Wall Street falls, attention turns to inflation and oil – 05/31/2022 at 11:00 p.m


WALL STREET DROPS, BEWARE OF INFLATION AND OIL

by Sinead Carew and Anisha Sircar

(Reuters) – The New York Stock Exchange closed lower on Tuesday after an indecisive session marked by swings in oil prices and market reactions to comments by a Federal Reserve official that suggested a longer-than-expected tightening of monetary policy in the United States.

The Dow Jones index fell 0.67% or 222.84 points to 32,990.12 points.

The S&P 500, the broader and most important benchmark for investors, fell 26.09 points, or 0.63%, to 4,132.15 points.

For its part, the heavily tech-heavy Nasdaq Composite fell 49.74 points (-0.41%) to 12,081.39 points.

After last week’s rally ended a long streak of weekly declines, the S&P 500 and Dow ended the month with tiny gains, while the Nasdaq fell 2.05%.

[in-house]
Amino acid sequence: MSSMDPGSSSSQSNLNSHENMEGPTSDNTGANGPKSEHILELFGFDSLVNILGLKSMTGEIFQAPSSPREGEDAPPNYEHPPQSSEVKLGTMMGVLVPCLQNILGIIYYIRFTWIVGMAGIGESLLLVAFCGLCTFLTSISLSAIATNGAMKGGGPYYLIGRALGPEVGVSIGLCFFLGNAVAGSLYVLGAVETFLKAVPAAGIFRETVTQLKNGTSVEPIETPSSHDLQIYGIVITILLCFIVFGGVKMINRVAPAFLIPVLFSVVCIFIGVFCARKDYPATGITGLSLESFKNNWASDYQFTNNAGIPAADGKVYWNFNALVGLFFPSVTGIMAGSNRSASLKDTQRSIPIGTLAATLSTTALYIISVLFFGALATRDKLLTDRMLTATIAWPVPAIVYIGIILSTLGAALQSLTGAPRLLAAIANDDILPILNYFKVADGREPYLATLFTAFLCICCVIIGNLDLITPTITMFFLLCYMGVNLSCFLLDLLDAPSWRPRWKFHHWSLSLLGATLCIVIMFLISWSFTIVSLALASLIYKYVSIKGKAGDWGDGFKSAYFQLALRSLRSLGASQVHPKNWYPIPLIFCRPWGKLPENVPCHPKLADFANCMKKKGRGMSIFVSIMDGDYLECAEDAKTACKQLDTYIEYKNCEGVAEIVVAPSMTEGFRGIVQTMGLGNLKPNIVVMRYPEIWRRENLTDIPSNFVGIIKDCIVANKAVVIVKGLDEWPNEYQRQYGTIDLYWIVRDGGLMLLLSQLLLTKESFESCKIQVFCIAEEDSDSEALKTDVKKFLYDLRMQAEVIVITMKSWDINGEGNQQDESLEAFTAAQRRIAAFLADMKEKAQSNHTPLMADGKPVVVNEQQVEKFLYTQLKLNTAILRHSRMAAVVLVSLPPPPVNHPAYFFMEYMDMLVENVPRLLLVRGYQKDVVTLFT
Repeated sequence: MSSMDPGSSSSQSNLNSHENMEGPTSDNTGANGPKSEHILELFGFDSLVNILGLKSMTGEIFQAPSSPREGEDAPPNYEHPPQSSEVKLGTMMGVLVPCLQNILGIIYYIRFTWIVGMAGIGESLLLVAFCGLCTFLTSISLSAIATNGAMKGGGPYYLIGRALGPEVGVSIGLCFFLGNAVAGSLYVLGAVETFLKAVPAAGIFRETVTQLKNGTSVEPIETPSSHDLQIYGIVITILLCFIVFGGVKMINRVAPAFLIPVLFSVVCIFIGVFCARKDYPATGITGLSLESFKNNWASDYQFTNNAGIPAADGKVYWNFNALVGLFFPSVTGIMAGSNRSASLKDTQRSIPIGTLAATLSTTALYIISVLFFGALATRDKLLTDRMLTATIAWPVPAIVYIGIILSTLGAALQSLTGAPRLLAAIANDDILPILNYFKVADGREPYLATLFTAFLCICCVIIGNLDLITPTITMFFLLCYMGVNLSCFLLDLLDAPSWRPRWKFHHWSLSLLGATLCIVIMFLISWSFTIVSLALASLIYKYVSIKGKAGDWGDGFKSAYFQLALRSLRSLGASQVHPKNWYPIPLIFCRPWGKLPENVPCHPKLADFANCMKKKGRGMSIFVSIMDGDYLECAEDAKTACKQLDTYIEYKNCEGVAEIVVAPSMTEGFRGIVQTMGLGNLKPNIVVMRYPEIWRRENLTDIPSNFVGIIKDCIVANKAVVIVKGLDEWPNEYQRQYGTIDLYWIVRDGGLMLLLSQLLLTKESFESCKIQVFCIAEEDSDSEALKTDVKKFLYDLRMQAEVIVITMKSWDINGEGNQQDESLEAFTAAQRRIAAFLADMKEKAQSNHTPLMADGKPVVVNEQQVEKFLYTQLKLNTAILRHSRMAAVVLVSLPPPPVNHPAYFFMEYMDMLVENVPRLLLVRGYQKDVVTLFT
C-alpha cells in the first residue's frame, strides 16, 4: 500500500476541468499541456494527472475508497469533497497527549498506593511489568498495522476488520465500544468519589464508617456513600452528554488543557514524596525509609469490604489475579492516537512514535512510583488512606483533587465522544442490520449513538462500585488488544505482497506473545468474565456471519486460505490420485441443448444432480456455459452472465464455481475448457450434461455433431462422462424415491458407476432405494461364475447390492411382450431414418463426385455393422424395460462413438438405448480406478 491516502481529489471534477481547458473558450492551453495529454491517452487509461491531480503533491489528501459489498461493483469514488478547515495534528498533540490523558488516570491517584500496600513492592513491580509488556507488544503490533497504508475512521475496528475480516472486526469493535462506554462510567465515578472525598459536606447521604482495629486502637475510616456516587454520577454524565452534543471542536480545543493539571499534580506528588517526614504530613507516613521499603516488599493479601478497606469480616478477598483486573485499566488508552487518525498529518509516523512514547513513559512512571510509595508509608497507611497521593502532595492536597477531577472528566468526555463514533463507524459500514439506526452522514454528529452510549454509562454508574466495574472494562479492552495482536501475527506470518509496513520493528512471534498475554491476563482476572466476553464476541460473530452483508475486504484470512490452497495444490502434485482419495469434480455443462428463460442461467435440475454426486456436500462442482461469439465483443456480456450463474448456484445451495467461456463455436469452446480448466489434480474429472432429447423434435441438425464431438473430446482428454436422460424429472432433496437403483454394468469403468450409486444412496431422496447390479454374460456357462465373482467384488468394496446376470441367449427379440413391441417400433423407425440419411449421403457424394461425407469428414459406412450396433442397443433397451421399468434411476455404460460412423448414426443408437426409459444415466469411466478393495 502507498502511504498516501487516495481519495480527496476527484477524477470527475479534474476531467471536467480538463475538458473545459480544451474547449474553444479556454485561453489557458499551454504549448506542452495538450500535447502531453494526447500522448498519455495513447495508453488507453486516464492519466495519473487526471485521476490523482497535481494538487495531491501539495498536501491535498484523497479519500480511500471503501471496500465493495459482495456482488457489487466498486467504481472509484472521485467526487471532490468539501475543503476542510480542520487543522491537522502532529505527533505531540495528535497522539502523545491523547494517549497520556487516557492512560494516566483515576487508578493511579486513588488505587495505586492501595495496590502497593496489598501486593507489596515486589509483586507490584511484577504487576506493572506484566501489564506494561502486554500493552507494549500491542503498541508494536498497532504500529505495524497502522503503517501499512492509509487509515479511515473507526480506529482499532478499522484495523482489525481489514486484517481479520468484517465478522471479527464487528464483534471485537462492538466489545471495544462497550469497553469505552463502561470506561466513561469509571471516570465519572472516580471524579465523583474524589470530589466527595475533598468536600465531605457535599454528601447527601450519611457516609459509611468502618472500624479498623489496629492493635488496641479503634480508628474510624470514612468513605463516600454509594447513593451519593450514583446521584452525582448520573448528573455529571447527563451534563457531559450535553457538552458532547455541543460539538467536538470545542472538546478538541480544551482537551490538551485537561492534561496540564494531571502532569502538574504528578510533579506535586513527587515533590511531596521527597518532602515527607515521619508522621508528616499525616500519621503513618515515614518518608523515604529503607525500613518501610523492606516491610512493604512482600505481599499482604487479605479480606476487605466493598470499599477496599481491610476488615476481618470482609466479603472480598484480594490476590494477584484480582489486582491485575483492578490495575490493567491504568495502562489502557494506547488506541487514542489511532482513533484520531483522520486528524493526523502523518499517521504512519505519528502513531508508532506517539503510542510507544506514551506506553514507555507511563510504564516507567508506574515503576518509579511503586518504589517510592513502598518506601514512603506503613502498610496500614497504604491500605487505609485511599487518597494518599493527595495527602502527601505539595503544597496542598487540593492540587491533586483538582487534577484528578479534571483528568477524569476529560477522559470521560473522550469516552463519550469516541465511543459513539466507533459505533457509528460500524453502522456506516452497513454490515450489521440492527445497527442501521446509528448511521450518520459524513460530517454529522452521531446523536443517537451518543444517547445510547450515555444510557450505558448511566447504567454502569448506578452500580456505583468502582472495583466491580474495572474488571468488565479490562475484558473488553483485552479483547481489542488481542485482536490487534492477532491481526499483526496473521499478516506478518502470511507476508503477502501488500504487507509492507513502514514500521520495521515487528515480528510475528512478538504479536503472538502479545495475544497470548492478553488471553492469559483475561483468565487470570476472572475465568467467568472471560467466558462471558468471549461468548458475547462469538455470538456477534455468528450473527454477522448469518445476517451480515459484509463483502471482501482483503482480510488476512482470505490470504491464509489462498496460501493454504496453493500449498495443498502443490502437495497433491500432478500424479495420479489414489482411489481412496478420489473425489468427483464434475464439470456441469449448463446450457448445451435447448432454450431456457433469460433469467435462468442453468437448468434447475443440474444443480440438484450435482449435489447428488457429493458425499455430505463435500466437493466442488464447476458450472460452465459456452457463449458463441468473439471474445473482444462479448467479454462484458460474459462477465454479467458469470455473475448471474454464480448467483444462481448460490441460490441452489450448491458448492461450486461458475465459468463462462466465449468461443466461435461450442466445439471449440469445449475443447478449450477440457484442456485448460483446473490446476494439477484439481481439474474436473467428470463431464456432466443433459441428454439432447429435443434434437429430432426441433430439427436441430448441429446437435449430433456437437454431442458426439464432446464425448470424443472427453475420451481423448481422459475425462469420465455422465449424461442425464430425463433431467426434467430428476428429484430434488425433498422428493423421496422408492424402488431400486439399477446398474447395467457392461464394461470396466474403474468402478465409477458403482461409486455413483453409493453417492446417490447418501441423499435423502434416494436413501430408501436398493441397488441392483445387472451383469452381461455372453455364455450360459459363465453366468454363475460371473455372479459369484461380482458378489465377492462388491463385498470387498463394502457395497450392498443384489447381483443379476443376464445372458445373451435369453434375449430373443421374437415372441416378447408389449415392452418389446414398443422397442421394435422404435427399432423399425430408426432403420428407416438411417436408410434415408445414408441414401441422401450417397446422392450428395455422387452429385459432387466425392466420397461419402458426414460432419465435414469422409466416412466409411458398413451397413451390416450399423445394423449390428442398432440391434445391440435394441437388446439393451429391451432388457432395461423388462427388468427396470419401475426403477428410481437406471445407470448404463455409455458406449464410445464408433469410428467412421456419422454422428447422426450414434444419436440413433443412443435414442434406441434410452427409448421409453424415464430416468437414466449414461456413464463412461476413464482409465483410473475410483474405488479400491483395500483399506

Oil prices fell, dragging energy stocks lower after the Wall Street Journal reported that the Organization of the Petroleum Exporting Countries (OPEC) is considering suspending Russia from supply through collective framework agreements, which could encourage some countries to ramp up production.

Fed policy continued to be the focus of investor concerns as Fed Chair Jerome Powell met with Joe Biden on Tuesday to discuss high inflation. During their meeting, the President of the United States, quoted by his chief economic adviser Brian Deese, pledged to respect the independence of the Federal Reserve.

On that front, investors mostly stuck by Monday’s statements from Christopher Waller. This Fed Governor has decided that the Federal Reserve should be prepared to raise interest rates by half a point at each of its monetary policy meetings from now on until inflation is clearly mastered.

These comments weaken the recently held scenario of the Fed taking a pause in monetary tightening from September.

In terms of individual stocks, the New York-listed Canadian gold producer Yamana Gold fell 3.7 percent over South African Gold Fields (-23.4 percent) in favor of a $6.7 billion takeover bid.

(Report by Sinéad Carew, Anisha Sircar, Devik Jain and Sruthi Shankar in Bangalore, French version by Bertrand Boucey)

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